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- Author or Editor: Jillian M. Haines x
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To determine whether delivery of compounded liquid sildenafil directly to the stomach of dogs with megaesophagus (ME) would affect esophageal clearance, regurgitation frequency, body weight, or quality of life.
10 client-owned otherwise healthy dogs with stable ME.
A randomized crossover study was performed. Dogs received either sildenafil (1 mg/kg, PO, q 12 h) or a placebo for 14 days, followed by a 7-day washout period, then the opposite treatment for 14 days. Esophageal clearance time was assessed by means of videofluoroscopy prior to treatment and on day 1 of each treatment period. Owners maintained logs of regurgitation episodes and quality of life.
Compounded liquid sildenafil moved into the stomach during 21 of 30 (70%) videofluoroscopy sessions. Sildenafil resulted in a significant reduction in the number of regurgitation episodes (median, 3.5 episodes/wk; range, 0 to 14.5 episodes/wk), compared with baseline (median, 6.5 episodes/wk; range, 1.5 to 19.5 episodes/wk) and the placebo (median, 4 episodes/wk; range, 0 to 28 episodes/wk), and a significant increase in body weight (median, 22.05 kg; range, 6 to 26.3 kg), compared with baseline (median, 21.55 kg; range, 5.1 to 26.2 kg) and the placebo (median, 22.9 kg; range, 5.8 to 25.9 kg). There were no differences in esophageal clearance times or quality-of life-scores between sildenafil and placebo.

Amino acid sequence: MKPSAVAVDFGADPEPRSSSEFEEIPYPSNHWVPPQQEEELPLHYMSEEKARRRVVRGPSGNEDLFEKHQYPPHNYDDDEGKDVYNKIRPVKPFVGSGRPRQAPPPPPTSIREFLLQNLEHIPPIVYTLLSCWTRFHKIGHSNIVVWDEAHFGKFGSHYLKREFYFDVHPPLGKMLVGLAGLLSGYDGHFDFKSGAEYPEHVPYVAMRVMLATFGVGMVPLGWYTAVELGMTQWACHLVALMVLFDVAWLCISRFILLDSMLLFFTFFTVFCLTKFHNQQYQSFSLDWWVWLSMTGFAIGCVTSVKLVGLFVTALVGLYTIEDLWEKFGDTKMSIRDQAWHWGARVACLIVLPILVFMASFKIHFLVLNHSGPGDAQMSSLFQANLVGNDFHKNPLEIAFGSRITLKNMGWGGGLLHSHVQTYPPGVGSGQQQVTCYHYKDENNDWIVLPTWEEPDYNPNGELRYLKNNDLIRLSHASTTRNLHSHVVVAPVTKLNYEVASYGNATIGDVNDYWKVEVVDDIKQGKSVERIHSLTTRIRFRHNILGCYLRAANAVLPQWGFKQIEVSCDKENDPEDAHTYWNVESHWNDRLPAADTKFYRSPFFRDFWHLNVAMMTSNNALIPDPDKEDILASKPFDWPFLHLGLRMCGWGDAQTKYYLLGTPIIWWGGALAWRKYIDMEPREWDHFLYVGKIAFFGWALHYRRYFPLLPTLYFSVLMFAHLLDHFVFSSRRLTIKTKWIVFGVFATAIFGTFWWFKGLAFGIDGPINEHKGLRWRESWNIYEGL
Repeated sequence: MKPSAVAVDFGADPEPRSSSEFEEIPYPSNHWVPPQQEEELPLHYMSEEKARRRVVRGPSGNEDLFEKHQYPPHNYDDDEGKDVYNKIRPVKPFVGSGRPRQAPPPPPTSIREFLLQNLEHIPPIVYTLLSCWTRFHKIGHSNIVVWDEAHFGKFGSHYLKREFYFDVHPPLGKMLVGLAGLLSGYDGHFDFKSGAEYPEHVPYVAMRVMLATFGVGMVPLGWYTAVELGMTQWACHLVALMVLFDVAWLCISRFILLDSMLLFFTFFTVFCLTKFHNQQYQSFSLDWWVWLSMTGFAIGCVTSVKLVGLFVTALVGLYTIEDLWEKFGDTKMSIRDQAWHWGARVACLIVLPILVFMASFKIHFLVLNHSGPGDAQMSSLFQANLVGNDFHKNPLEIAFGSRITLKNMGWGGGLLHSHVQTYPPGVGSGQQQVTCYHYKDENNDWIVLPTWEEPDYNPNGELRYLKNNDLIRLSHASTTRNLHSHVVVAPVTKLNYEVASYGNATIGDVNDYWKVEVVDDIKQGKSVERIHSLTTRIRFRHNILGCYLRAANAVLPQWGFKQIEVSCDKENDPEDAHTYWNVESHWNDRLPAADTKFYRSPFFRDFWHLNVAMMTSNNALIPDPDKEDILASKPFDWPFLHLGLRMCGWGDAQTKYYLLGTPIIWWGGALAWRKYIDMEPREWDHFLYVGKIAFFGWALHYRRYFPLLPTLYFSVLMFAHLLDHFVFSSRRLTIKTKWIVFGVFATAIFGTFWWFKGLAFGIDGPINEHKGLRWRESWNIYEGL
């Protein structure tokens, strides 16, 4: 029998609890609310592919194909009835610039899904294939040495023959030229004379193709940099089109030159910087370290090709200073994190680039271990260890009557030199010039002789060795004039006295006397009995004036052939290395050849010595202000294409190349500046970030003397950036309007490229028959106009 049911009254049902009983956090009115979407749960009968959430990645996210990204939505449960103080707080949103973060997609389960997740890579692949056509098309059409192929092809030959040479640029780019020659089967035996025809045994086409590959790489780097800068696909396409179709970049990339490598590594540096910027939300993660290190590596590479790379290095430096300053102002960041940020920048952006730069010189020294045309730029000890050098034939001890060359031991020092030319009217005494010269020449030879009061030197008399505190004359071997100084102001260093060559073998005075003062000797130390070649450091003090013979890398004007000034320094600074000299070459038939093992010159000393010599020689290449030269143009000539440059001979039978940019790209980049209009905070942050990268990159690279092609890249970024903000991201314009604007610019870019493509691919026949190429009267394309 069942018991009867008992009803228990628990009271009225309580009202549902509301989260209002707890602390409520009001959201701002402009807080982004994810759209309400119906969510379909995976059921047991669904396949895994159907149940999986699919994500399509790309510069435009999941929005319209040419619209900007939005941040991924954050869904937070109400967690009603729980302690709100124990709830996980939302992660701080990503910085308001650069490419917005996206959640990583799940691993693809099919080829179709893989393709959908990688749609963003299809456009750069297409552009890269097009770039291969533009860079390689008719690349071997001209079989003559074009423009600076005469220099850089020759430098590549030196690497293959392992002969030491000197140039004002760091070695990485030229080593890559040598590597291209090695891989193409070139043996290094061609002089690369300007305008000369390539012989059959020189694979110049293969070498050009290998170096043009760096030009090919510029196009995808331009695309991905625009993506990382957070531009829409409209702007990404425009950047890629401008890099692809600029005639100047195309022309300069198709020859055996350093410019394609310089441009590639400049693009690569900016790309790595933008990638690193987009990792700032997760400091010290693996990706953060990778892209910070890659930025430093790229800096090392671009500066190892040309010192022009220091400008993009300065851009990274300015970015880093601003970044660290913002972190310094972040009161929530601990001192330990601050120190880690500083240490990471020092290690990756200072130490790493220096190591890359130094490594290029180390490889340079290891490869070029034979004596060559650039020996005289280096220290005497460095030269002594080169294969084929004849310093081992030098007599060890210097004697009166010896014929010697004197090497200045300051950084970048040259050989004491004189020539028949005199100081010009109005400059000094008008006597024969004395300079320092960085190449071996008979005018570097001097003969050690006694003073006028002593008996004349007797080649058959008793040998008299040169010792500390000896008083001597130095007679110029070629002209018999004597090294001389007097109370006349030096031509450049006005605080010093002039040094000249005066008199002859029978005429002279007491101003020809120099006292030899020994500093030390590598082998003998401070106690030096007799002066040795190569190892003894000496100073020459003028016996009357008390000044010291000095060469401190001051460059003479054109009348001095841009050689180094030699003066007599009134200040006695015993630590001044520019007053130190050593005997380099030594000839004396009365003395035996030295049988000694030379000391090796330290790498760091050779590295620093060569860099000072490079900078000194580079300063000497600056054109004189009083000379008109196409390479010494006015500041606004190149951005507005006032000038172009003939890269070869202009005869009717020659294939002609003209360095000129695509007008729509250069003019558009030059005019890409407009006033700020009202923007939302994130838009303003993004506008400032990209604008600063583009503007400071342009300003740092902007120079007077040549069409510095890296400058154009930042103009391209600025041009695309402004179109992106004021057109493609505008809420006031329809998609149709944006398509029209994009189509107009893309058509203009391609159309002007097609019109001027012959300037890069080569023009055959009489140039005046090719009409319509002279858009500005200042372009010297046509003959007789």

Although significant differences with placebo administration were identified, clinically relevant improvements were not seen with the use of compounded liquid sildenafil in dogs with ME.
OBJECTIVE To assess the in vitro and in vivo platelet function of healthy dogs during administration of a low-dose aspirin regimen.
ANIMALS 16 dogs.
PROCEDURES Dogs received aspirin (1 mg/kg, PO, q 24 h) for 7 days. Blood and urine samples were collected before (day 1; baseline) and on days 3 and 7 of the low-dose aspirin regimen. Platelet function was evaluated by use of turbidimetric and conventional impedance aggregometry, multiple-electrode impedance aggregometry, a platelet function analyzer (PFA), and determination of urine 11-dehydro-thromboxane B2 concentration. Turbidimetric aggregometry results were compared with the results obtained by the other 4 methods. Fourteen days after cessation of aspirin, platelet-rich plasma was incubated with acetylsalicylic acid and platelet function was assessed by turbidimetric aggregometry to determine whether this technique could accurately identify dogs that responded to the low-dose aspirin regimen.
RESULTS Of the 16 dogs, 13 had turbidimetric and conventional impedance aggregometry results that were decreased by > 25% from baseline on days 3 and 7, and 4 and 7 dogs had PFA closure times > 300 seconds on days 3 and 7, respectively. The median urine 11-dehydro-thromboxane B2 concentration–to–creatinine concentration ratio decreased by 49% between days 1 and 7. Turbidimetric aggregometry results were correlated with conventional impedance aggregometry results. There was poor agreement between the turbidimetric aggregometry and PFA results. The multiple-electrode impedance aggregometry protocol failed to reliably detect aspirin-induced platelet dysfunction. In vitro incubation of platelet-rich plasma with acetylsalicylic acid followed by turbidimetric aggregometry did not predict whether dogs responded to the low-dose aspirin regimen.
CONCLUSIONS AND CLINICAL RELEVANCE Results indicated that the response to a low-dose aspirin regimen varied among healthy dogs. (Am J Vet Res 2016;77:174–185)